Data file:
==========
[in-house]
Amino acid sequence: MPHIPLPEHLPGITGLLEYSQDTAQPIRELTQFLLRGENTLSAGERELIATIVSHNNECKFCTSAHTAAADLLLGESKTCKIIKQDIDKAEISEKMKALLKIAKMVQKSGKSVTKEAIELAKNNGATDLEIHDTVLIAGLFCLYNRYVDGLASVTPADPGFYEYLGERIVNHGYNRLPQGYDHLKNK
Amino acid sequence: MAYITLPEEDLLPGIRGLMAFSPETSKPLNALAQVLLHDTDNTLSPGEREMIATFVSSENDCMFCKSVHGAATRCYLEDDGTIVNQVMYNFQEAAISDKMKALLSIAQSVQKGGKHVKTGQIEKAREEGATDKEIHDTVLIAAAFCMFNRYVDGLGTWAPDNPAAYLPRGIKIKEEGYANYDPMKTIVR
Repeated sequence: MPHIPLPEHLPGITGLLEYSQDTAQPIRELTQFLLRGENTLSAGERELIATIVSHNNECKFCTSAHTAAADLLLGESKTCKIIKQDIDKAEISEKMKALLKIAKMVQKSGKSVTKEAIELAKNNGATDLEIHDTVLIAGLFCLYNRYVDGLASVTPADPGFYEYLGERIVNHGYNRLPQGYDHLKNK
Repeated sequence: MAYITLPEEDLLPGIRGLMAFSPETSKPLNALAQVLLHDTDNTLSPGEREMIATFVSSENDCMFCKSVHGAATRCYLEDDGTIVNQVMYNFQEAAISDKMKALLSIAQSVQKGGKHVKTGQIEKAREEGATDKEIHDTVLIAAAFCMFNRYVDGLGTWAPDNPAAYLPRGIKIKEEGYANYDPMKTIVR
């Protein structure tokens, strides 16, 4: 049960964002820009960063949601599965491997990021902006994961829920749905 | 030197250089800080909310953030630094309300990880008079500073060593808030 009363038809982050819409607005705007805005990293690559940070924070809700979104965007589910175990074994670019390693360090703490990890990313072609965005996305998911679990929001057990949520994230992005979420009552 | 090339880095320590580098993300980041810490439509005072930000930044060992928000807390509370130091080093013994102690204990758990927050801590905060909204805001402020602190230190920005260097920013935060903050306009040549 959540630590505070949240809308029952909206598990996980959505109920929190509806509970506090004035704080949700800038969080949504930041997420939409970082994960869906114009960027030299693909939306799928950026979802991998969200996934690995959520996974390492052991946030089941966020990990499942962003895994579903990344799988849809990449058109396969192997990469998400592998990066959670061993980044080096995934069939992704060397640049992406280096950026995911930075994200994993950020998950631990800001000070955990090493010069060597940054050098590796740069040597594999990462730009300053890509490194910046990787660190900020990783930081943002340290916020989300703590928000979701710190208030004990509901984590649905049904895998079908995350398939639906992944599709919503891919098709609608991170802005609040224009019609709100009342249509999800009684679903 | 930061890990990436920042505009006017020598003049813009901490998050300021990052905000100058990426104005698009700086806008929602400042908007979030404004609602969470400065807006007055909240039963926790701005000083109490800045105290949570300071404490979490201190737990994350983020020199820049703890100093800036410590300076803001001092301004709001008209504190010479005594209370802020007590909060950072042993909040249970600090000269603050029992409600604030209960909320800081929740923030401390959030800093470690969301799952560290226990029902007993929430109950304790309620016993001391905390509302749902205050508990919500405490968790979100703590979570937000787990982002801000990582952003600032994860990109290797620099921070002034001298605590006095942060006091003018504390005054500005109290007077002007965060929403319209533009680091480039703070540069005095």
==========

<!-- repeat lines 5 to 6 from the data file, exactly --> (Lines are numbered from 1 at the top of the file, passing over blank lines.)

Repeated sequence: MAYITLPEEDLLPGIRGLMAFSPETSKPLNALAQVLLHDTDNTLSPGEREMIATFVSSENDCMFCKSVHGAATRCYLEDDGTIVNQVMYNFQEAAISDKMKALLSIAQSVQKGGKHVKTGQIEKAREEGATDKEIHDTVLIAAAFCMFNRYVDGLGTWAPDNPAAYLPRGIKIKEEGYANYDPMKTIVR
């Protein structure tokens, strides 16, 4: 049960964002820009960063949601599965491997990021902006994961829920749905 | 030197250089800080909310953030630094309300990880008079500073060593808030 009363038809982050819409607005705007805005990293690559940070924070809700979104965007589910175990074994670019390693360090703490990890990313072609965005996305998911679990929001057990949520994230992005979420009552 | 090339880095320590580098993300980041810490439509005072930000930044060992928000807390509370130091080093013994102690204990758990927050801590905060909204805001402020602190230190920005260097920013935060903050306009040549 959540630590505070949240809308029952909206598990996980959505109920929190509806509970506090004035704080949700800038969080949504930041997420939409970082994960869906114009960027030299693909939306799928950026979802991998969200996934690995959520996974390492052991946030089941966020990990499942962003895994579903990344799988849809990449058109396969192997990469998400592998990066959670061993980044080096995934069939992704060397640049992406280096950026995911930075994200994993950020998950631990800001000070955990090493010069060597940054050098590796740069040597594999990462730009300053890509490194910046990787660190900020990783930081943002340290916020989300703590928000979701710190208030004990509901984590649905049904895998079908995350398939639906992944599709919503891919098709609608991170802005609040224009019609709100009342249509999800009684679903 | 930061890990990436920042505009006017020598003049813009901490998050300021990052905000100058990426104005698009700086806008929602400042908007979030404004609602969470400065807006007055909240039963926790701005000083109490800045105290949570300071404490979490201190737990994350983020020199820049703890100093800036410590300076803001001092301004709001008209504190010479005594209370802020007590909060950072042993909040249970600090000269603050029992409600604030209960909320800081929740923030401390959030800093470690969301799952560290226990029902007993929430109950304790309620016993001391905390509302749902205050508990919500405490968790979100703590979570937000787990982002801000990582952003600032994860990109290797620099921070002034001298605590006095942060006091003018504390005054500005109290007077002007965060929403319209533009680091480039703070540069005095």